Share the Wealth

Three economics students win Federal Reserve video competition

December 23, 2010

Seniors James (Alex) George, Siyu Serena Ding, and Tyler McLean have a simple message for young adults: “Spend money you don’t have, live in your mother’s basement. Read the fine print.”

Such were the closing lines of a video they created for Share the Wealth, a financial-literacy competition sponsored by the Richmond Federal Reserve. The hapless fictional protagonist in their video found himself consigned to years of living in his mother’s basement after burdening himself with exorbitant credit-card debt.

Students from four area colleges—University of Richmond, Virginia Union University, Virginia State University, and Virginia Commonwealth University—participated in the competition by creating 60-second videos for a target audience of 19- to 25-year-olds.

The videos covered a range of topics, including student loans, credit-card debt, compound interest, and 401(k) plans. Ultimately, the clever stick-figure animation and humorous storyline of their video propelled the team of three UR students to a first-place finish.

When the Richmond Fed contacted economics professor Dean Croushore about the Share the Wealth competition this summer, he decided to incorporate it into the curriculum of his fall-semester senior economics capstone seminar. He divided students into 11 teams charged with creating brief videos on financial literacy.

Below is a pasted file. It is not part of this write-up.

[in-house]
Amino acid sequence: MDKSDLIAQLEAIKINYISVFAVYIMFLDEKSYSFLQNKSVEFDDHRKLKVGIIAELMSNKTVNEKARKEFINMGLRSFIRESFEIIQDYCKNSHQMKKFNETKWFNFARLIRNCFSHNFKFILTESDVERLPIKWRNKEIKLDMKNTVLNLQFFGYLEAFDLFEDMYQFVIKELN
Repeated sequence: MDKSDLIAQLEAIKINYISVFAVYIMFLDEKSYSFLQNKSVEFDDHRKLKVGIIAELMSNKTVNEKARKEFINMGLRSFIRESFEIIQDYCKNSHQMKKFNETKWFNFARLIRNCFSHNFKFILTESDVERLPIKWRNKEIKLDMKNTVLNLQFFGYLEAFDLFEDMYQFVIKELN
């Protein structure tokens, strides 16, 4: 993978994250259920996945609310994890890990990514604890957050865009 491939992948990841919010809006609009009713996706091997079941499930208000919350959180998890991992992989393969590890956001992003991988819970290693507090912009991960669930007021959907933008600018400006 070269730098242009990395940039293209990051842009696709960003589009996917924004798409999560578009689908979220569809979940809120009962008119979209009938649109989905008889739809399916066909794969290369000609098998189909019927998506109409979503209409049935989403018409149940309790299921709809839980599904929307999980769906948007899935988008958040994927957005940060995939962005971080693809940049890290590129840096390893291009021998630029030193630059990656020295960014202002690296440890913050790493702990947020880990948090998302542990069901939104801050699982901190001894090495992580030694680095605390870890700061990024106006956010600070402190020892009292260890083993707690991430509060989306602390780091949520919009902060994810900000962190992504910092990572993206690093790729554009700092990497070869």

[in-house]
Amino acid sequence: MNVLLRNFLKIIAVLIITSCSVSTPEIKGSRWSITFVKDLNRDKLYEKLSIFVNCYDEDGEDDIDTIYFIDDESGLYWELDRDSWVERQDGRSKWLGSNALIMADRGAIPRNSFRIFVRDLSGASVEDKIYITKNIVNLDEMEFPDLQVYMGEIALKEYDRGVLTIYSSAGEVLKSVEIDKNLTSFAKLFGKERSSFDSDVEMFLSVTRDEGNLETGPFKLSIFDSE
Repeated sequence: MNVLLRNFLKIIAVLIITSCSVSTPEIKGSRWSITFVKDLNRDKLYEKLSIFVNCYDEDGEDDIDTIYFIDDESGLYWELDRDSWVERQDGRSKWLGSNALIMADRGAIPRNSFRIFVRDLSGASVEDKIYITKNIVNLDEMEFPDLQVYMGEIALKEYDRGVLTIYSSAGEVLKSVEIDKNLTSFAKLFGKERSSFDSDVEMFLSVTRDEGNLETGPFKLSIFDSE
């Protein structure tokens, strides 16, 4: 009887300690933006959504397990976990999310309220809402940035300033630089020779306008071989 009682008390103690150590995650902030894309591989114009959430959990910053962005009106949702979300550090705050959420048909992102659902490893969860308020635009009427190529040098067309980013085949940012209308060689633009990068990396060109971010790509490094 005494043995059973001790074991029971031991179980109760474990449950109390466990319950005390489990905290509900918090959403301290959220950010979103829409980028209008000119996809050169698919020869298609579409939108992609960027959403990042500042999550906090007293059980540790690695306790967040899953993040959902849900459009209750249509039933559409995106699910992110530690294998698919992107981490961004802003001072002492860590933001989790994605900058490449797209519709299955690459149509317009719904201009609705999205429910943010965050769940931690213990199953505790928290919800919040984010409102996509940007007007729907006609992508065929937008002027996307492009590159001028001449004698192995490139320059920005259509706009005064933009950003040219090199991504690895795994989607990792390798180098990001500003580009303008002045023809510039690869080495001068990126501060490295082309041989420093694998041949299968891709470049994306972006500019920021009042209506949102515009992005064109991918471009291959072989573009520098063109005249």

Terry Dolson, community-based learning manager of the Bonner Center for Civic Engagement, served as the point of contact between the Federal Reserve and the University.

“Economics students spend a lot of time focusing on national issues such as the inheritance tax,” Dolson said. “This project challenged our students to reach young adults in a medium that appeals to them in an effort to educate them about economic policy that affects their everyday lives.”

George recognized the importance of this type of educational outreach. “If we all make better financial decisions,” he said, “then on an aggregate level we’re better off as a country.”

Croushore accepted the first-place award on behalf of George, Ding, and McLean at a video screening and awards ceremony held at the historic Byrd Theatre on Dec. 13.

“They, like many of you, were affected by this current financial crisis,” Croushore told the audience. “They learned to fear credit-card debt.”

Now their video will warn other young people of the perils of credit-card debt. The Richmond Fed has posted George, Ding, and McLean’s video on its home page. In addition, the Richmond Fed plans to run the video on local cable TV stations and distribute it to high schools and colleges throughout Virginia.

But good publicity is not the only plus when considering the cost-benefit analysis of this project. This spring, the Richmond Fed will treat George, Ding, McLean, and Croushore to a trip to New York City, complete with a guided tour of the New York Fed. Now that’s a good return on investment.